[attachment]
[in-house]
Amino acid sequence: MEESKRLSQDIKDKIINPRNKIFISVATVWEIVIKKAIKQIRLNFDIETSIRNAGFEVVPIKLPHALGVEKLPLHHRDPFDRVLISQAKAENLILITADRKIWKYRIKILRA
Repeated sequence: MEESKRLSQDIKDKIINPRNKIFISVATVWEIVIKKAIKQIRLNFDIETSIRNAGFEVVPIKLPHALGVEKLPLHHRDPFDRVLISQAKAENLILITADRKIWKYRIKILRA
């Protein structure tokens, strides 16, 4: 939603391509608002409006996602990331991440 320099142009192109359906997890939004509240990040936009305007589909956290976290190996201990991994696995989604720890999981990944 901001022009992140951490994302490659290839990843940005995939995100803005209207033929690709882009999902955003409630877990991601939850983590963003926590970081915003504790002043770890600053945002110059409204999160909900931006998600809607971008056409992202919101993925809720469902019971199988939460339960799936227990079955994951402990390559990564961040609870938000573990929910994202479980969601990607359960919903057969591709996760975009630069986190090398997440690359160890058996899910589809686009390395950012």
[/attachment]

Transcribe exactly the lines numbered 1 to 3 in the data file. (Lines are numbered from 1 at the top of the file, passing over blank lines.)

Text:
[in-house]
Amino acid sequence: MEESKRLSQDIKDKIINPRNKIFISVATVWEIVIKKAIKQIRLNFDIETSIRNAGFEVVPIKLPHALGVEKLPLHHRDPFDRVLISQAKAENLILITADRKIWKYRIKILRA
Repeated sequence: MEESKRLSQDIKDKIINPRNKIFISVATVWEIVIKKAIKQIRLNFDIETSIRNAGFEVVPIKLPHALGVEKLPLHHRDPFDRVLISQAKAENLILITADRKIWKYRIKILRA